Just yesterday, Google made good on a promise from about a month ago when they announced that RCS Chat (the data-driven replacement for SMS text messages) would finally begin arriving on Android phones with or without carrier involvement. While I’m not sure exactly how this is happening, it seems the switch has been flipped and many users are seeing the Android Messages app receiving an update to enable RCS Chat and it only takes a few things to make it work.
If you’ve not yet seen the RCS Chat notification, you can check to see if you are actively using the new protocol by opening the Messages app, clicking the 3-dot menu button, settings, then Chat features. At the top of the next screen, you should see the words ‘Status: Connected’ if RCS is active. If not, there are a few things to do.
First, update Android messages to the latest version 5.2.062. Once you are sure this is done, fully close the app down. Now head over to the Play Store, hit the hamburger menu and select ‘My apps & games’ from the fly-out menu. Select the ‘Installed’ tab and scroll down until you see the Carrier Services app. Click on that app and update if necessary. It should be updated to 32.0.28xxxxx and last changed on December 5th 2019.
Once you have both updated, re-open your Android Messages app and re-check the setting we discussed above for RCS Chat. If you see it connected, you’re good to go and you can expect the app to give you a splash screen welcome at some point in the next day or two. Mine was active all day yesterday and I just saw the splash screen this morning.
On The Chromebook
Now that you have RCS Chat up and running, you basically have a full-featured instant messenger in place of the crusty old SMS you used to use. This means real-time typing notifications, enhanced media sharing (videos and GIFs won’t look like junk any longer) and proper group messaging. I’ve been using it since yesterday and its been quite enjoyable, honestly.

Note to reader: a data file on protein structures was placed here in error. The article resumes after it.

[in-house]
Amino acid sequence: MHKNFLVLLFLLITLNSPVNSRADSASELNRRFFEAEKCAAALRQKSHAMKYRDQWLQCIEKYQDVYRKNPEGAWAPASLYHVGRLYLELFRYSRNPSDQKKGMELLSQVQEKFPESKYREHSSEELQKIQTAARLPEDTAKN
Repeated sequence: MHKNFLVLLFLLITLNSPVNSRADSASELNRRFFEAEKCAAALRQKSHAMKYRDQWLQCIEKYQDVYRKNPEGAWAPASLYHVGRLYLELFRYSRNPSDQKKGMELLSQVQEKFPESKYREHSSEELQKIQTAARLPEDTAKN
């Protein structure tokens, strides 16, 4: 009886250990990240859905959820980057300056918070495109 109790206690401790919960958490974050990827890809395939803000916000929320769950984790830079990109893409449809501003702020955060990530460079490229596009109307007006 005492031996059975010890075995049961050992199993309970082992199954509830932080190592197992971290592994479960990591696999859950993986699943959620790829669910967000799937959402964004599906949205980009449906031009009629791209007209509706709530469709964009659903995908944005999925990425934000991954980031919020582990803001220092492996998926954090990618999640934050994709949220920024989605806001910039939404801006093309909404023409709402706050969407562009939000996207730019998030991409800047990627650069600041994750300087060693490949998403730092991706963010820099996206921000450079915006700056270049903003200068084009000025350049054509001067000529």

The best part is this all works on the Chromebook version, too. Once you have RCS Chat going on your phone, your connected Chromebook gets to take full advantage of all the newness as well. It makes the entire messaging experience on my phone and Chromebook feel seamless and fun to use.
If you’ve never set up Messages on a Chromebook, it is dead-simple. Just go to your phone, hit that same 3-dot menu and select ‘Messages for web.’ You’ll be taken to a screen that will instruct you to go to https://messages.google.com/web on your device. Head there and you will see a QR code that your phone can scan after you click the blue button on the phone’s screen. Just like that, Messages will be available in a PWA on your Chromebook.
Alternatively (and more recommended), you can link your phone and Chromebook together by going to your Chromebook settings and heading to the ‘Connected devices’ in the left-hand sidebar. Click the button to start your set up and in just a few steps, you’ll have your phone connected to your Chromebook. This connection comes along with instant wireless tethering for data and the ability to use Smart Lock as well.
I can’t overstate how much more usable and exciting this makes using Messages on a Chromebook. Not having to worry about GIFs being too big or videos getting compressed down to mushy garbage makes me actually want to start using Messages more often. Oh, and we can’t forget the ability to get out of group texts. That may be the best part of all of this.
As more and more Android users begin getting these updates (they’ll happen eventually for everyone), we’ll finally all have a messaging platform that is built into our phones that the majority will start using by default. Whether or not Apple decides to do the right thing and simply include the RCS Chat protocol into iMessage becomes the next phase, but I’m very happy with what is happening so far.